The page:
Invalid Unit Specified
CEGL006448 Vernonia noveboracensis - Thelypteris palustris - Symplocarpus foetidus Seepage Meadow

The U.S. National
Vegetation Classification
Type Concept Sentence:
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Common (Translated Scientific) Name: New York Ironweed - Eastern Marsh Fern - Skunk-cabbage Seepage Meadow
Colloquial Name: Mid-Atlantic Rich Seep
Hierarchy Level: Association
Type Concept: These small wetlands (<1-6 acres) occur as patches within the forest matrix where calcareous groundwater discharge is present throughout the growing season. The substrate may vary from mineral soils to sapric peat (muck). Peat deposits, when present, are generally thin (<50 cm). This association is characterized by a highly variable species composition. Juniperus virginiana may be present, and tall shrubs may be present at low cover (<10%) and include Salix spp., Lindera benzoin, and Toxicodendron vernix. The short-shrub layer is also sparse and often dominated by willows. Dasiphora fruticosa ssp. floribunda (= Pentaphylloides floribunda) is not a typical associate, and if present, is at low cover. The shrub layers may contain invasive shrubs, especially Rosa multiflora, Lonicera morrowii, and Berberis thunbergii. Open sites with little or no woody plant cover often are dominated by graminoids, while more shaded sites have a higher cover of forb species. Herbaceous vegetation typically exceeds 90% and may reach 2 m in height in some forb species. Typical forb species include Vernonia noveboracensis, Thelypteris palustris, Viola spp., Packera aurea (= Senecio aureus), Symplocarpus foetidus, Arisaema triphyllum, Hydrocotyle americana, Eupatorium spp., Impatiens spp., Pycnanthemum verticillatum, Amphicarpaea bracteata, Mitella diphylla, Solidago uliginosa, Drosera rotundifolia, Parnassia glauca, and Chelone glabra. Typical graminoid species include Carex leptalea, Carex granularis, Carex atlantica, Carex debilis, Leersia oryzoides, Muhlenbergia glomerata, Rhynchospora alba, and Poa palustris. The invasive plants Lythrum salicaria and Microstegium vimineum may be present, the former particularly in more open seeps. Mosses are usually present but are typically <5% of total vegetation cover.
Diagnostic Characteristics: No Data Available
Rationale for Nominal Species or Physiognomic Features:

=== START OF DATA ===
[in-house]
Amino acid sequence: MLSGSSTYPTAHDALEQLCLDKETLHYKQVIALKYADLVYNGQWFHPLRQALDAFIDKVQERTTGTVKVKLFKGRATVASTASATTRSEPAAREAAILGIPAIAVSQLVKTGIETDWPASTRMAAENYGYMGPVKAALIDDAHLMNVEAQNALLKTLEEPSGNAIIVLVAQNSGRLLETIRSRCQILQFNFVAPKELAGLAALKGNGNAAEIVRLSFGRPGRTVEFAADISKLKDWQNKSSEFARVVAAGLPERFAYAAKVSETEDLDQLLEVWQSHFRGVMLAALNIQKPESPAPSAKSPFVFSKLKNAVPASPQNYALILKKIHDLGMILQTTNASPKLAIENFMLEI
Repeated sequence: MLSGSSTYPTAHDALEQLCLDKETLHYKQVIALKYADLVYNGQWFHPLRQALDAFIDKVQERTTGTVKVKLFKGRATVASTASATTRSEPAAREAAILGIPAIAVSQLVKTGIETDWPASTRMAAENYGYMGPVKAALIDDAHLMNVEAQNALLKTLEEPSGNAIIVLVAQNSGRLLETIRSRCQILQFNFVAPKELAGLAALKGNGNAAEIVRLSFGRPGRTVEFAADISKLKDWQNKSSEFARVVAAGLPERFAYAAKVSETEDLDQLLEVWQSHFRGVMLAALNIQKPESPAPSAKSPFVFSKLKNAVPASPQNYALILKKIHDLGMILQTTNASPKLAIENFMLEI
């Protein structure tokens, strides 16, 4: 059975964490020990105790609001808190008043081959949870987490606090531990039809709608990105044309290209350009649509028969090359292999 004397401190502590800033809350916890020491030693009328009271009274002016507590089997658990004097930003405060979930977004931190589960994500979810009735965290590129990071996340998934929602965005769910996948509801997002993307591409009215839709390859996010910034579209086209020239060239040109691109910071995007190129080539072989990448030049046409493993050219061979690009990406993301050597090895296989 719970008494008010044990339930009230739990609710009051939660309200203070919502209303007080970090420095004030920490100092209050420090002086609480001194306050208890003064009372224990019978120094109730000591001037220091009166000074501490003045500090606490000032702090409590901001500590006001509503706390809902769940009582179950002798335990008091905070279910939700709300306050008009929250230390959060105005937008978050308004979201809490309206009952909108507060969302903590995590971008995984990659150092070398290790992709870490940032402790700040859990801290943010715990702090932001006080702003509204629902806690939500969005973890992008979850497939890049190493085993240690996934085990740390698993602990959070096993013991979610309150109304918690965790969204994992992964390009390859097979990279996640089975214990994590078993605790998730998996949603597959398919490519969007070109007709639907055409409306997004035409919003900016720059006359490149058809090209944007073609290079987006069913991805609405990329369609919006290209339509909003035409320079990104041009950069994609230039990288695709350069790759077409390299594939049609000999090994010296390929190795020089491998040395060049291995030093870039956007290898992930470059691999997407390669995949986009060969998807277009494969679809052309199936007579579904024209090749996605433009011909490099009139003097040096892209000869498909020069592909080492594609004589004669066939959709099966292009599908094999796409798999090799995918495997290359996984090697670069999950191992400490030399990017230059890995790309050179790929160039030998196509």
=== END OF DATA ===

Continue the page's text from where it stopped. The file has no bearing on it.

Classification Comments: No Data Available
Similar NVC Types:
Juniperus virginiana / Dasiphora fruticosa ssp. floribunda / Carex flava - Carex tetanica Fen, note:
Symplocarpus foetidus - Impatiens capensis Seepage Meadow, note:
Caltha palustris - Impatiens capensis - Viola cucullata Seepage Meadow, note: are woodland seeps that are less species-rich and with fewer calciphiles.
Physiognomy and Structure: No Data Available
Floristics: This association is characterized by a highly variable species composition. Tall shrubs may be present at low cover (<10%) and include Salix spp., Lindera benzoin, and Toxicodendron vernix. The short-shrub layer is also sparse and often dominated by willows. Dasiphora fruticosa ssp. floribunda (= Pentaphylloides floribunda) is not a typical associate, and if present, is at low cover. The shrub layers may contain invasive shrubs, especially Rosa multiflora, Lonicera morrowii, and Berberis thunbergii. Open sites with little or no woody plant cover often are dominated by graminoids, while more shaded sites have a higher cover of forb species. Herbaceous vegetation typically exceeds 90% and may reach 2 m in height in some forb species. Typical forb species include Vernonia noveboracensis, Thelypteris palustris, Viola spp., Packera aurea (= Senecio aureus), Symplocarpus foetidus, Arisaema triphyllum, Hydrocotyle americana, Eupatorium spp., Impatiens spp., Pycnanthemum verticillatum, Amphicarpaea bracteata, Mitella diphylla, Solidago uliginosa, Drosera rotundifolia, Parnassia glauca, and Chelone glabra. Typical graminoid species include Carex leptalea, Carex granularis, Carex atlantica, Carex debilis, Leersia oryzoides, Muhlenbergia glomerata, Rhynchospora alba, and Poa palustris. The invasive plants Lythrum salicaria and Microstegium vimineum may be present, the former particularly in more open seeps. Mosses are usually present but are typically <5% of total vegetation cover.